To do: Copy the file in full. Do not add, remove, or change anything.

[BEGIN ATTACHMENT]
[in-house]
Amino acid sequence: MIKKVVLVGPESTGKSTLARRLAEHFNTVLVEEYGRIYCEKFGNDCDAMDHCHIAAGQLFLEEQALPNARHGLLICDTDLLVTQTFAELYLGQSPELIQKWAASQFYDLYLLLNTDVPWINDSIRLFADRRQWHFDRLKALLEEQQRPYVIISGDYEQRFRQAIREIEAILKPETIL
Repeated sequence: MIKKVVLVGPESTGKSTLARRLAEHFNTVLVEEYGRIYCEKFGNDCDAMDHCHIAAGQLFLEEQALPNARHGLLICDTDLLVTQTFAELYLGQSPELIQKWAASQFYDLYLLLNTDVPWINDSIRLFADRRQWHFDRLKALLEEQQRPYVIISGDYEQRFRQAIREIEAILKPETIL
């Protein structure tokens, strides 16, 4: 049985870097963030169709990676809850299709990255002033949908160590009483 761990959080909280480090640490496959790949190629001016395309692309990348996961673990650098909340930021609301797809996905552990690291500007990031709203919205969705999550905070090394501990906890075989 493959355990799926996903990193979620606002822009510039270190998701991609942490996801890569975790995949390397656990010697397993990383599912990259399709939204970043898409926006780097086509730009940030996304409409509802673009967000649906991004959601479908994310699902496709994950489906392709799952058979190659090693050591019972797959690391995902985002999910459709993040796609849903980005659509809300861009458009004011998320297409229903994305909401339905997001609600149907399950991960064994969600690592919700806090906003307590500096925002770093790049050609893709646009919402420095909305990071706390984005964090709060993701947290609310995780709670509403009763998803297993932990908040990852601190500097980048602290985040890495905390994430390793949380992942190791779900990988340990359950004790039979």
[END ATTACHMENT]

[in-house]
Amino acid sequence: MIKKVVLVGPESTGKSTLARRLAEHFNTVLVEEYGRIYCEKFGNDCDAMDHCHIAAGQLFLEEQALPNARHGLLICDTDLLVTQTFAELYLGQSPELIQKWAASQFYDLYLLLNTDVPWINDSIRLFADRRQWHFDRLKALLEEQQRPYVIISGDYEQRFRQAIREIEAILKPETIL
Repeated sequence: MIKKVVLVGPESTGKSTLARRLAEHFNTVLVEEYGRIYCEKFGNDCDAMDHCHIAAGQLFLEEQALPNARHGLLICDTDLLVTQTFAELYLGQSPELIQKWAASQFYDLYLLLNTDVPWINDSIRLFADRRQWHFDRLKALLEEQQRPYVIISGDYEQRFRQAIREIEAILKPETIL
């Protein structure tokens, strides 16, 4: 049985870097963030169709990676809850299709990255002033949908160590009483 761990959080909280480090640490496959790949190629001016395309692309990348996961673990650098909340930021609301797809996905552990690291500007990031709203919205969705999550905070090394501990906890075989 493959355990799926996903990193979620606002822009510039270190998701991609942490996801890569975790995949390397656990010697397993990383599912990259399709939204970043898409926006780097086509730009940030996304409409509802673009967000649906991004959601479908994310699902496709994950489906392709799952058979190659090693050591019972797959690391995902985002999910459709993040796609849903980005659509809300861009458009004011998320297409229903994305909401339905997001609600149907399950991960064994969600690592919700806090906003307590500096925002770093790049050609893709646009919402420095909305990071706390984005964090709060993701947290609310995780709670509403009763998803297993932990908040990852601190500097980048602290985040890495905390994430390793949380992942190791779900990988340990359950004790039979």